Is "soul-to-soul talk" a common expression in English for describing a sincere talk between two people? Or is it not common at all?

  • 67
    No; we use heart-to-heart talk. Nov 28, 2016 at 15:07
  • 1
    'Soul-baring' might also be used, 'soul baring talk' and 'mutual soul-baring' get a few hits,"soul-baring conversation" gets more than "soul to soul talk". .
    – Spagirl
    Nov 28, 2016 at 15:33
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    If someone requested to have a "soul-to-soul talk" then I would immediately expect it to be of religious nature.
    – MonkeyZeus
    Nov 28, 2016 at 19:58
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    If this is regards to males having a male-centric talk then man-to-man is acceptable especially if it is to solve a dispute.
    – MonkeyZeus
    Nov 28, 2016 at 21:29
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    I'm curious which language uses "soul-to-soul".
    – Dancrumb
    Nov 28, 2016 at 22:50

2 Answers 2


The common English expression is "heart-to-heart talk", or even just "a heart-to-heart".

Other similar expressions, like "soul-to-soul", while not common, would probably be understood as a reference to or variation of "heart-to-heart".

  • 1
    @Kevin I think this link compares the usage of the two phrases more clearly
    – costrom
    Nov 28, 2016 at 21:04
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    @costrom why? OP specifically asked for "soul to soul talk" why omit the talk?
    – Kevin
    Nov 28, 2016 at 21:55
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    @Kevin it supports BradC's claim that "soul to soul", while uncommon compared to "heart to heart", is used, and could potentially be understood by an English speaker
    – costrom
    Nov 28, 2016 at 22:27
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    Yeah, that's all I meant, that while "soul to soul talk" isn't something a native speaker would use, it's also not likely to be misunderstood (unless perhaps the listener assigns a religious meaning, but that would depend on context).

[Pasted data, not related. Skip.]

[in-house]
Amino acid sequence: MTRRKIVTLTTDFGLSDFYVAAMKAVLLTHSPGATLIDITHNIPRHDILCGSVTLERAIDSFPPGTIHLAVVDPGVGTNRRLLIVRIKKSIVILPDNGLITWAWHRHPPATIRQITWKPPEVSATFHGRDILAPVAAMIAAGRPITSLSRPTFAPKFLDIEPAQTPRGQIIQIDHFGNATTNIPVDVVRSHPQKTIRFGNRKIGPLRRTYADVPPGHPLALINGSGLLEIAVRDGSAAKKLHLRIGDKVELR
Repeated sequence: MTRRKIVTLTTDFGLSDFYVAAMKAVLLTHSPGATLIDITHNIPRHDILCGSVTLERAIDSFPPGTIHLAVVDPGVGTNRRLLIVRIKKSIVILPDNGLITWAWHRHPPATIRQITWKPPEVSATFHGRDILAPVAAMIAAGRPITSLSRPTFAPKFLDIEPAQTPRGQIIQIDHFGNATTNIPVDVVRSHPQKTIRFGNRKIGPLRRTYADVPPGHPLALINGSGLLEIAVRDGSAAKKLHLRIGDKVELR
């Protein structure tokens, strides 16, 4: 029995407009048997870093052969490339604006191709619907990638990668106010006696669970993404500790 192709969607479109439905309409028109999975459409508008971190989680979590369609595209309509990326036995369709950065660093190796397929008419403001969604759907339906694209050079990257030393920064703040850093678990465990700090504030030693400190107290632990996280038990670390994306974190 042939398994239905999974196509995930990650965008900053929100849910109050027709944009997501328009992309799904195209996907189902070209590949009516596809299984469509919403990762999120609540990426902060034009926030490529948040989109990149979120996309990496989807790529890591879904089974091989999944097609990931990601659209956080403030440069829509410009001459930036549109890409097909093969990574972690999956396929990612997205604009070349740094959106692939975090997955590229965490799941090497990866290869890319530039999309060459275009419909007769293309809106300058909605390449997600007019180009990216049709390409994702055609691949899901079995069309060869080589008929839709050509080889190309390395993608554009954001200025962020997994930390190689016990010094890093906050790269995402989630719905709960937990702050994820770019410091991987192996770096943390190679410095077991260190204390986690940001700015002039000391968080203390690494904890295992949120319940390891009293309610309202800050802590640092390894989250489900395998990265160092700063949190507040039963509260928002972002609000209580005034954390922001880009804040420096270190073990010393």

– BradC
    Nov 28, 2016 at 23:00
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    I think if I heard the phrase said aloud I might actually hear sole-to-sole; I'm picturing two people sitting on the floor across from one another, feet stretched out in front of them, or some under-the-table footsie. I'm sure I'd figure out what was actually meant almost immediately, but I'd still have that image. I'd avoid soul-to-soul in speech for that reason, absent any compelling need for this specific language (or a dialect that makes a really clear distinction in pronunciation).
    – 1006a
    Nov 29, 2016 at 1:02

A phrase that comes to mind to use for "soul to soul" is "personal, deep and meaningful", which I first heard in the 1980's.

Google Ngrams doesn't find "personal deep and meaningful" as a complete phrase, but does show a rise in usage of "deep and meaningful" continuing from about 1920 to the present.

Hence "Personal, deep and meaningful" is probably tautological to some degree, with "deep and meaningful" more often used on its own:

To have deep and meaningful conversations is to talk about mental and spiritual things. {mindreality.com}

Used to describe a conversation of great emotion (usually, but not exclusively describes a conversation of a sad nature). {Urban Dictionary}

However, if the purpose of the conversation is to attempt to reconcile a point of contention between two people, "heart to heart" would be more idiomatic, as for example in "I think you and I need to have a heart to heart (talk) about this".

  • 5
    When I was a teenager in 1980s Australia, the term "D&M" referred to a deep & meaningful conversation, usually with angsty romantic connotations.
    – Jeremy
    Nov 29, 2016 at 8:10
  • @Jeremy I heard it as "P.D.&M.", also in Australia. It was in common enough usage to be abbreviated and remain widely understood.
    – traktor
    Nov 29, 2016 at 21:34

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